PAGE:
Page 45 Review by Stephen
"Why sulk? We are safe! Do you know the difference between the first love and the last? It's this: you always think the first love is the last and the last the first..."
"Oh, shut up."
I love it when young Moomintroll's cross. His brow cuts right down into his big, black eyes in a glacial glare. La Goonas horse is quite right when you think about it, though (it is she who is speaking first): thats quite a shrewd observation.
One of my all-time favourite episodes taken from the black and white MOOMIN VOL 3 hardcover, and rendered here as a full-colour, floppy landscape edition.
Here we have a flood of positively Biblical proportions engulfing Moominvalley to the extent that only the scant few tallest trees and the attic of the Moomins household bob above the water. Which is odd because it stopped raining hours ago. Emotions are running as high as the tide it is to wonder which caused which and there are troubles of the heart in store for Moomintroll and Snorkmaiden when a beautiful but vain leading lady, Miss La Goona, is washed their way and takes up residence, much to Snorkmaidens dismay. Moomintroll can't do enough for her, diving down to the kitchen through a hole in the floorboards for coffee, which mysteriously surfaces undiluted, and Snorkmaiden pouts with jealousy.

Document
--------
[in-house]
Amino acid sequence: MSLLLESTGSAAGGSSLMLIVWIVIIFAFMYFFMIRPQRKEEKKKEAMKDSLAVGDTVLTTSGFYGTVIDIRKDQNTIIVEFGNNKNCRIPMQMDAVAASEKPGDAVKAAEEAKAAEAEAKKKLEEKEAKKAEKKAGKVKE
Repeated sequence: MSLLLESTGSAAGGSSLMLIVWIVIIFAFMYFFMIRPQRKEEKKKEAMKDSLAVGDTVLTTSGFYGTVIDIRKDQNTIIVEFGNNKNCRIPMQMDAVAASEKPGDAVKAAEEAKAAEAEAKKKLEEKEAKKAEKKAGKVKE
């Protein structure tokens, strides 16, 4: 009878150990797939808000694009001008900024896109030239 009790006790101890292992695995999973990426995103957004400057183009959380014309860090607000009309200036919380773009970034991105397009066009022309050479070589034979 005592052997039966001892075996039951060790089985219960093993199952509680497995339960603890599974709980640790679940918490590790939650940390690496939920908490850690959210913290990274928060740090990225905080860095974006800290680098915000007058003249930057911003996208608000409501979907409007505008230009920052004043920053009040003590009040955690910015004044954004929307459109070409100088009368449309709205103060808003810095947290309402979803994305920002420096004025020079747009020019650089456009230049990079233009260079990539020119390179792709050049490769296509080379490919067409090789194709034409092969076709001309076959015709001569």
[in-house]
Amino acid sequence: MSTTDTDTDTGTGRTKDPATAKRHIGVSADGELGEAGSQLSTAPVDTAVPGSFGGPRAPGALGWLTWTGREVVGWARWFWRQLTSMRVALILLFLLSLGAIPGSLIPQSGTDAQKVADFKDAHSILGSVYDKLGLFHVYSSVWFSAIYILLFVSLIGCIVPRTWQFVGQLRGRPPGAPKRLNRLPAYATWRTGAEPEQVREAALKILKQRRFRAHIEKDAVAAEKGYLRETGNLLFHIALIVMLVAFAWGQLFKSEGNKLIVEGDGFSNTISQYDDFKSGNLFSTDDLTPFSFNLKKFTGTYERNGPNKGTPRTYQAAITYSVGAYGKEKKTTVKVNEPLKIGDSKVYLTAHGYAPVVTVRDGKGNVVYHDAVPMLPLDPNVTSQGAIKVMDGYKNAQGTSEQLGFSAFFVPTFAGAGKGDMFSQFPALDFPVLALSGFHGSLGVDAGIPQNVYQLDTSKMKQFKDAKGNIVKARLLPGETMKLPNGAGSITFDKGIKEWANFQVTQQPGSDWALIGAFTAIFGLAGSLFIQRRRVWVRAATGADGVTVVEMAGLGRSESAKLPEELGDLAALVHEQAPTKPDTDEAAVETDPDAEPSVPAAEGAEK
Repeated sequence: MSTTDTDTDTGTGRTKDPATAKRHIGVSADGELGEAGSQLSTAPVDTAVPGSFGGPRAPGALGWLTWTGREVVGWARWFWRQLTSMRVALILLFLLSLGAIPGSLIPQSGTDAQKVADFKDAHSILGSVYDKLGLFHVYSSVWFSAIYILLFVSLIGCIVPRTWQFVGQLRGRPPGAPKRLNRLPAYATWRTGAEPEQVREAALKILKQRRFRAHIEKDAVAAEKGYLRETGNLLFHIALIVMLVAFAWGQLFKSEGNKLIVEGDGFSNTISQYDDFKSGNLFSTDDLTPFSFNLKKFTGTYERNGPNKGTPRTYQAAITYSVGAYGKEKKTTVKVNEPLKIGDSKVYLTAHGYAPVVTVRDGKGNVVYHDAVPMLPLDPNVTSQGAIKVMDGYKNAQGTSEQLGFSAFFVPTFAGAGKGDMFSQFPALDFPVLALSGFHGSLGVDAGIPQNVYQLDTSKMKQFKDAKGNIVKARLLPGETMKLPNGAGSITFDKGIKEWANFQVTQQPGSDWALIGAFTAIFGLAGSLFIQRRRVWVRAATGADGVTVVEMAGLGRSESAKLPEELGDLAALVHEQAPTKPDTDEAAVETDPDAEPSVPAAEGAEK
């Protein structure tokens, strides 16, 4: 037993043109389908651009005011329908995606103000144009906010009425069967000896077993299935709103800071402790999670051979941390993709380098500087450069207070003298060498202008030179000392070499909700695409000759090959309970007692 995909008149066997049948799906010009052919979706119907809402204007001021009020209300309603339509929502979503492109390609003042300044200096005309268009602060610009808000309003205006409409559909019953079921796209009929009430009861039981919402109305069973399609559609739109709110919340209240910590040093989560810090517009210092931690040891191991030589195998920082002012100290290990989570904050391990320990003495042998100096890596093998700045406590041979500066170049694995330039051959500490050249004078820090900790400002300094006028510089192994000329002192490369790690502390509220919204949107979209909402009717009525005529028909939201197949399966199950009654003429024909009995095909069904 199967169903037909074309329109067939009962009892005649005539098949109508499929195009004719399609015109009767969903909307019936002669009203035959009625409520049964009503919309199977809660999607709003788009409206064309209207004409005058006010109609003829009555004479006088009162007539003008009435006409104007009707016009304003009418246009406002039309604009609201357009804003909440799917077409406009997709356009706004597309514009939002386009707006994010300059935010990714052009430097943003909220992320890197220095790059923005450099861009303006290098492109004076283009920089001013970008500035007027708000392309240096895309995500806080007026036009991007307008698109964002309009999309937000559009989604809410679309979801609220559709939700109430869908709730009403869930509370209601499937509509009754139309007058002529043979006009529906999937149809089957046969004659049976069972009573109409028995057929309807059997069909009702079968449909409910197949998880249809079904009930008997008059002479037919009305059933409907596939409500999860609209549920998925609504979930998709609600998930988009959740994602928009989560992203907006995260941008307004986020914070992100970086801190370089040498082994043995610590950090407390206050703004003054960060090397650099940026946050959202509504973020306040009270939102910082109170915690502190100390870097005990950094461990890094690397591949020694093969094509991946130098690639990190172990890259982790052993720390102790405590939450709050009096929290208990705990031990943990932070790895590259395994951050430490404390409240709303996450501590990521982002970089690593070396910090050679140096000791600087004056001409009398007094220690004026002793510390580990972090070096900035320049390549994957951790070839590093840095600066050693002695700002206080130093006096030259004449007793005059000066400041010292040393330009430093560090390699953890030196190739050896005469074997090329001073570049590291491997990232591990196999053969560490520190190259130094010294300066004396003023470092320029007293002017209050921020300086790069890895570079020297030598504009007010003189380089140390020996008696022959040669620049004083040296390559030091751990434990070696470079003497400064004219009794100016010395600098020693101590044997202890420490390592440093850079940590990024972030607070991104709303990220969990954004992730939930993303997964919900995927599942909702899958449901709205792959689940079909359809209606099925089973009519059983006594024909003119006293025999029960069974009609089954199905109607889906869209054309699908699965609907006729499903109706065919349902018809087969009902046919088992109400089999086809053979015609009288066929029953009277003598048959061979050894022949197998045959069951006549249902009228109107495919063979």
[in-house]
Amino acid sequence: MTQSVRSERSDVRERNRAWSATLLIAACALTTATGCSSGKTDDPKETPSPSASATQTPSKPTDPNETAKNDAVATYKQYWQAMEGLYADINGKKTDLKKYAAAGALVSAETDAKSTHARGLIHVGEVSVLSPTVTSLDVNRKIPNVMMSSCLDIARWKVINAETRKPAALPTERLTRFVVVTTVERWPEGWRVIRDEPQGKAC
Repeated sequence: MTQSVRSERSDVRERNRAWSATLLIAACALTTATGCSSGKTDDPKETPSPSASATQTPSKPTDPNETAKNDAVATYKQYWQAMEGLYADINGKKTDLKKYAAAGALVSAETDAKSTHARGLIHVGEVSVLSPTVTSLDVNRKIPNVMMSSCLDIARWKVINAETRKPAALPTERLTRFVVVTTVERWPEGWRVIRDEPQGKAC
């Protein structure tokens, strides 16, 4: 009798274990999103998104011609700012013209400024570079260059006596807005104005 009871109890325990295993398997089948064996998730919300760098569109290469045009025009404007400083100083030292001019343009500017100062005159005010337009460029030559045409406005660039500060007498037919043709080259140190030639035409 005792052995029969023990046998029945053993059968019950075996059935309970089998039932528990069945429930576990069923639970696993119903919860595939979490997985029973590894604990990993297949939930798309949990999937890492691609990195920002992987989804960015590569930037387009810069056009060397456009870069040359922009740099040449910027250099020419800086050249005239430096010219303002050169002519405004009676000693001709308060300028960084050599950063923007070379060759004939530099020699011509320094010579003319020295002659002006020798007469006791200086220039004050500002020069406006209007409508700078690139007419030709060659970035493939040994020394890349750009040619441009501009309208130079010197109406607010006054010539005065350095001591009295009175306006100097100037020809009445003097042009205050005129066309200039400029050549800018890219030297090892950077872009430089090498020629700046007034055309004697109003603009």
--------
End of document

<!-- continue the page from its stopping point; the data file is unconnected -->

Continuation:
"Can't you sleep?"
"I can't stop thinking about you spreading a blanket over La Goona."
"But she was cold."
"That I am cold of course doesn't matter."
"Darling, you can have my whole quilt."
"Take it away! It's stifling here!"
"Women..." thinks Moomin as poor Snorkmaiden rolls over and away, sobbing her heart out.
What followers is infinitely more endearing than an Eastenders sub-plot, but bearing all of its hallmarks as everyone tries to second-guess each others dissemblance by dissembling themselves and poor Moomintroll is utterly baffled, completely unsure of how to conduct himself without causing offence or discarding his innate chivalry.
Meanwhile Snorkmaiden packs her bags ("I'll go far away"), pops out of the window ("He doesn't love me any longer") and rows across the waters ("He will never see me again") to the top of a moonlit tree.
"I wonder how long it will be before he comes to get me..."